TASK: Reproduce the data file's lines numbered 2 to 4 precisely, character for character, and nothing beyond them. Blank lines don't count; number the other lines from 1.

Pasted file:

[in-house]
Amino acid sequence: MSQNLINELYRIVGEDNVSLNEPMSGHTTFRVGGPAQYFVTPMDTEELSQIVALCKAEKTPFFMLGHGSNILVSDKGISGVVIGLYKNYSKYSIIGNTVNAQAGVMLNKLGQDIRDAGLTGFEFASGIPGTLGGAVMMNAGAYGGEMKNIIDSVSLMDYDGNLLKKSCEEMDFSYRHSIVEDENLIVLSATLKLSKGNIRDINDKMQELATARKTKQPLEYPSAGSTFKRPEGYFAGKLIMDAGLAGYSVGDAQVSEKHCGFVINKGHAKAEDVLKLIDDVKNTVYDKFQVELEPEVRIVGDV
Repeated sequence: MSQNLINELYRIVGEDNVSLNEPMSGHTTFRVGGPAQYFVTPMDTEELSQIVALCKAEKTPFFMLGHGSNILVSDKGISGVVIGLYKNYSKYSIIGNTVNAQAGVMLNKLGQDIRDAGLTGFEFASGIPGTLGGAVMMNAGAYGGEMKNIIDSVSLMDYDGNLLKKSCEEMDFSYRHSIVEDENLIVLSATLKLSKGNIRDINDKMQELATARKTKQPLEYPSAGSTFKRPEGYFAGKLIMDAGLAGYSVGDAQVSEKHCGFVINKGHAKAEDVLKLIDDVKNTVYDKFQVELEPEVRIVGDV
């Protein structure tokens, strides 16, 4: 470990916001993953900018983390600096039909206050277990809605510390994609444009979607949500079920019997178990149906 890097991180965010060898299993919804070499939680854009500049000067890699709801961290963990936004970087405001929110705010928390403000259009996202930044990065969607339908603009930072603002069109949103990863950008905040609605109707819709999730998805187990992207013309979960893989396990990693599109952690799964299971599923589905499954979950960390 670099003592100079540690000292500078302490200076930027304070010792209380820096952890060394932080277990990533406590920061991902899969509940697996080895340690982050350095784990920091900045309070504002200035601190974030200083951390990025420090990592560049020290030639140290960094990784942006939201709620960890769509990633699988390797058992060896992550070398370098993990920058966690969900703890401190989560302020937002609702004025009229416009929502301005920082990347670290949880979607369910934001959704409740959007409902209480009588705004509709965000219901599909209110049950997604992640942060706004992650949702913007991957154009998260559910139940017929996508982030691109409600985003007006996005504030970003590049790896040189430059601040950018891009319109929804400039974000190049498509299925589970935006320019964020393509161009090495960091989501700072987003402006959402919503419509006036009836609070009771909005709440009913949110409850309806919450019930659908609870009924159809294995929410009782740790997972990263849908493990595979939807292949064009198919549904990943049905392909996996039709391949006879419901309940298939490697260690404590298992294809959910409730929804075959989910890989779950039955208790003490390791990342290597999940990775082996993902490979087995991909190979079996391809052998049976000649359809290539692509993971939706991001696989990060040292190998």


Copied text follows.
Amino acid sequence: MSQNLINELYRIVGEDNVSLNEPMSGHTTFRVGGPAQYFVTPMDTEELSQIVALCKAEKTPFFMLGHGSNILVSDKGISGVVIGLYKNYSKYSIIGNTVNAQAGVMLNKLGQDIRDAGLTGFEFASGIPGTLGGAVMMNAGAYGGEMKNIIDSVSLMDYDGNLLKKSCEEMDFSYRHSIVEDENLIVLSATLKLSKGNIRDINDKMQELATARKTKQPLEYPSAGSTFKRPEGYFAGKLIMDAGLAGYSVGDAQVSEKHCGFVINKGHAKAEDVLKLIDDVKNTVYDKFQVELEPEVRIVGDV
Repeated sequence: MSQNLINELYRIVGEDNVSLNEPMSGHTTFRVGGPAQYFVTPMDTEELSQIVALCKAEKTPFFMLGHGSNILVSDKGISGVVIGLYKNYSKYSIIGNTVNAQAGVMLNKLGQDIRDAGLTGFEFASGIPGTLGGAVMMNAGAYGGEMKNIIDSVSLMDYDGNLLKKSCEEMDFSYRHSIVEDENLIVLSATLKLSKGNIRDINDKMQELATARKTKQPLEYPSAGSTFKRPEGYFAGKLIMDAGLAGYSVGDAQVSEKHCGFVINKGHAKAEDVLKLIDDVKNTVYDKFQVELEPEVRIVGDV
């Protein structure tokens, strides 16, 4: 470990916001993953900018983390600096039909206050277990809605510390994609444009979607949500079920019997178990149906 890097991180965010060898299993919804070499939680854009500049000067890699709801961290963990936004970087405001929110705010928390403000259009996202930044990065969607339908603009930072603002069109949103990863950008905040609605109707819709999730998805187990992207013309979960893989396990990693599109952690799964299971599923589905499954979950960390 670099003592100079540690000292500078302490200076930027304070010792209380820096952890060394932080277990990533406590920061991902899969509940697996080895340690982050350095784990920091900045309070504002200035601190974030200083951390990025420090990592560049020290030639140290960094990784942006939201709620960890769509990633699988390797058992060896992550070398370098993990920058966690969900703890401190989560302020937002609702004025009229416009929502301005920082990347670290949880979607369910934001959704409740959007409902209480009588705004509709965000219901599909209110049950997604992640942060706004992650949702913007991957154009998260559910139940017929996508982030691109409600985003007006996005504030970003590049790896040189430059601040950018891009319109929804400039974000190049498509299925589970935006320019964020393509161009090495960091989501700072987003402006959402919503419509006036009836609070009771909005709440009913949110409850309806919450019930659908609870009924159809294995929410009782740790997972990263849908493990595979939807292949064009198919549904990943049905392909996996039709391949006879419901309940298939490697260690404590298992294809959910409730929804075959989910890989779950039955208790003490390791990342290597999940990775082996993902490979087995991909190979079996391809052998049976000649359809290539692509993971939706991001696989990060040292190998």